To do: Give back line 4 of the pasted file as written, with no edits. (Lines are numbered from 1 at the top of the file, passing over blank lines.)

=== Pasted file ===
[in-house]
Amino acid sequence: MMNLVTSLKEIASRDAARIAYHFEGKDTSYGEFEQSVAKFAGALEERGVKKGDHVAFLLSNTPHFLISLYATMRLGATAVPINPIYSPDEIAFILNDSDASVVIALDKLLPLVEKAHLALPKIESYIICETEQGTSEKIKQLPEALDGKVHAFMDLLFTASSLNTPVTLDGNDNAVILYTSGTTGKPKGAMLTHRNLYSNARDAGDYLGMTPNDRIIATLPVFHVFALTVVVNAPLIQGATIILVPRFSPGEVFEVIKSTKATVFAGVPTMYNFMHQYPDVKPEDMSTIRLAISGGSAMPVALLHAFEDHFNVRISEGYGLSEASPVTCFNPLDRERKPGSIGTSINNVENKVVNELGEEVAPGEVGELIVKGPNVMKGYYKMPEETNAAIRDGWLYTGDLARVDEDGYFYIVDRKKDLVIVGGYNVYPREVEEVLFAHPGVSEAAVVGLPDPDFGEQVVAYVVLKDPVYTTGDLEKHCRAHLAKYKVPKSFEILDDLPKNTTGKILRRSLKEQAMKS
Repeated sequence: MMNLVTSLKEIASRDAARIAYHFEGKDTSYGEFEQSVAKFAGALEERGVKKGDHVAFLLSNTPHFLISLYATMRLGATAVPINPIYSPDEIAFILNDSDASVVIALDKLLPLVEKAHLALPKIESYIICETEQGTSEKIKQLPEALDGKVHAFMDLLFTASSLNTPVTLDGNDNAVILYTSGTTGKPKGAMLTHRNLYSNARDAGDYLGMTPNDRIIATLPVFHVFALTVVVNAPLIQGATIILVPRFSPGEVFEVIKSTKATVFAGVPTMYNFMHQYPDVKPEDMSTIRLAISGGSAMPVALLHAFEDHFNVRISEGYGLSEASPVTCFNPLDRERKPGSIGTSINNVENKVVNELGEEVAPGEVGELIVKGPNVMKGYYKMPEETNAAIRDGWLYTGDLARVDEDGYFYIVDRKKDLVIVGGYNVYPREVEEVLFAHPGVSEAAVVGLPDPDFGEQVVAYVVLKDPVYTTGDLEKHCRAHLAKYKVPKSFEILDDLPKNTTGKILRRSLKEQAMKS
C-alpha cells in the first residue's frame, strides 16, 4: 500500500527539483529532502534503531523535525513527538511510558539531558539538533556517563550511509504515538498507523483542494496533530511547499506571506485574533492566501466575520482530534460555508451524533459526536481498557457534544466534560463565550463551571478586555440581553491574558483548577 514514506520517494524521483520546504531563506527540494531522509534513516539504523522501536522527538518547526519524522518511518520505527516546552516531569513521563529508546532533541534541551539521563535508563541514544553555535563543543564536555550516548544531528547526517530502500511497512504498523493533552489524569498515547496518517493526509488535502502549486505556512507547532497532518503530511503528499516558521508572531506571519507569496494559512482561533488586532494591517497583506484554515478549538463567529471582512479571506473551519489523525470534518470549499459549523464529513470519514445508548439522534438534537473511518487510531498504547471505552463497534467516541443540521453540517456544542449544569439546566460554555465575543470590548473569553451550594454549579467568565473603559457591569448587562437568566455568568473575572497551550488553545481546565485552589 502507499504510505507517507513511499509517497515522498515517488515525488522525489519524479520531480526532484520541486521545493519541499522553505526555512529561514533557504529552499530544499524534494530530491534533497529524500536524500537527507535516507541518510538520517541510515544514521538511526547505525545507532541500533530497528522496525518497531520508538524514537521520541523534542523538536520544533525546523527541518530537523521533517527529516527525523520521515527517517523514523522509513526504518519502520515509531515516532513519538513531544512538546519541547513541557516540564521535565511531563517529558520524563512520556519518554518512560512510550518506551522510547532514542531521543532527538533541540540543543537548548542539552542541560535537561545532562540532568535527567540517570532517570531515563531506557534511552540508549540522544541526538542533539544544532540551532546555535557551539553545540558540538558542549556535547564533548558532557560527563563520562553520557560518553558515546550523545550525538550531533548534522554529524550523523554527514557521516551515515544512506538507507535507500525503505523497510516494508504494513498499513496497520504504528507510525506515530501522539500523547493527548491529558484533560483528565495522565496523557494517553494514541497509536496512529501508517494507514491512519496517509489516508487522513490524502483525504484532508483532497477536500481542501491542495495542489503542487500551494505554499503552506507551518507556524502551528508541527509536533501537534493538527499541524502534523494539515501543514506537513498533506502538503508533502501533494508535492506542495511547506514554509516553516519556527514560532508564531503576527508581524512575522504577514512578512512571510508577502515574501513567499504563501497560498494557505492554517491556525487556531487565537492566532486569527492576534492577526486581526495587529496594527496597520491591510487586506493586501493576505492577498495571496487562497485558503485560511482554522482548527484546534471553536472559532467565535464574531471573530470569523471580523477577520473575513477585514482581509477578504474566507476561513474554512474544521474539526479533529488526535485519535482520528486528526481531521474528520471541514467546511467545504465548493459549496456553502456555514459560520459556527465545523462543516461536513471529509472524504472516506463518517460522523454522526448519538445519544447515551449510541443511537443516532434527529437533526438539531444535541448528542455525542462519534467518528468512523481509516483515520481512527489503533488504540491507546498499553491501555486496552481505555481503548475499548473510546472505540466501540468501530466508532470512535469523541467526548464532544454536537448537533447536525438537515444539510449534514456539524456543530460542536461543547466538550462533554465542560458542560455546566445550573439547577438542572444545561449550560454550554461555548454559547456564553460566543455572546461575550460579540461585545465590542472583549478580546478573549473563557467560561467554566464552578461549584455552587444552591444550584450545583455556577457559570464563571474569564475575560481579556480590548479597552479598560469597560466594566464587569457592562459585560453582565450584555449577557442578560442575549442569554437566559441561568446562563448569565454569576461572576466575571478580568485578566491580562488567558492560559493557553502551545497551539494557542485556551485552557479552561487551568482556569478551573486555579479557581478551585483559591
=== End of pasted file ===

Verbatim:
C-alpha cells in the first residue's frame, strides 16, 4: 500500500527539483529532502534503531523535525513527538511510558539531558539538533556517563550511509504515538498507523483542494496533530511547499506571506485574533492566501466575520482530534460555508451524533459526536481498557457534544466534560463565550463551571478586555440581553491574558483548577 514514506520517494524521483520546504531563506527540494531522509534513516539504523522501536522527538518547526519524522518511518520505527516546552516531569513521563529508546532533541534541551539521563535508563541514544553555535563543543564536555550516548544531528547526517530502500511497512504498523493533552489524569498515547496518517493526509488535502502549486505556512507547532497532518503530511503528499516558521508572531506571519507569496494559512482561533488586532494591517497583506484554515478549538463567529471582512479571506473551519489523525470534518470549499459549523464529513470519514445508548439522534438534537473511518487510531498504547471505552463497534467516541443540521453540517456544542449544569439546566460554555465575543470590548473569553451550594454549579467568565473603559457591569448587562437568566455568568473575572497551550488553545481546565485552589 502507499504510505507517507513511499509517497515522498515517488515525488522525489519524479520531480526532484520541486521545493519541499522553505526555512529561514533557504529552499530544499524534494530530491534533497529524500536524500537527507535516507541518510538520517541510515544514521538511526547505525545507532541500533530497528522496525518497531520508538524514537521520541523534542523538536520544533525546523527541518530537523521533517527529516527525523520521515527517517523514523522509513526504518519502520515509531515516532513519538513531544512538546519541547513541557516540564521535565511531563517529558520524563512520556519518554518512560512510550518506551522510547532514542531521543532527538533541540540543543537548548542539552542541560535537561545532562540532568535527567540517570532517570531515563531506557534511552540508549540522544541526538542533539544544532540551532546555535557551539553545540558540538558542549556535547564533548558532557560527563563520562553520557560518553558515546550523545550525538550531533548534522554529524550523523554527514557521516551515515544512506538507507535507500525503505523497510516494508504494513498499513496497520504504528507510525506515530501522539500523547493527548491529558484533560483528565495522565496523557494517553494514541497509536496512529501508517494507514491512519496517509489516508487522513490524502483525504484532508483532497477536500481542501491542495495542489503542487500551494505554499503552506507551518507556524502551528508541527509536533501537534493538527499541524502534523494539515501543514506537513498533506502538503508533502501533494508535492506542495511547506514554509516553516519556527514560532508564531503576527508581524512575522504577514512578512512571510508577502515574501513567499504563501497560498494557505492554517491556525487556531487565537492566532486569527492576534492577526486581526495587529496594527496597520491591510487586506493586501493576505492577498495571496487562497485558503485560511482554522482548527484546534471553536472559532467565535464574531471573530470569523471580523477577520473575513477585514482581509477578504474566507476561513474554512474544521474539526479533529488526535485519535482520528486528526481531521474528520471541514467546511467545504465548493459549496456553502456555514459560520459556527465545523462543516461536513471529509472524504472516506463518517460522523454522526448519538445519544447515551449510541443511537443516532434527529437533526438539531444535541448528542455525542462519534467518528468512523481509516483515520481512527489503533488504540491507546498499553491501555486496552481505555481503548475499548473510546472505540466501540468501530466508532470512535469523541467526548464532544454536537448537533447536525438537515444539510449534514456539524456543530460542536461543547466538550462533554465542560458542560455546566445550573439547577438542572444545561449550560454550554461555548454559547456564553460566543455572546461575550460579540461585545465590542472583549478580546478573549473563557467560561467554566464552578461549584455552587444552591444550584450545583455556577457559570464563571474569564475575560481579556480590548479597552479598560469597560466594566464587569457592562459585560453582565450584555449577557442578560442575549442569554437566559441561568446562563448569565454569576461572576466575571478580568485578566491580562488567558492560559493557553502551545497551539494557542485556551485552557479552561487551568482556569478551573486555579479557581478551585483559591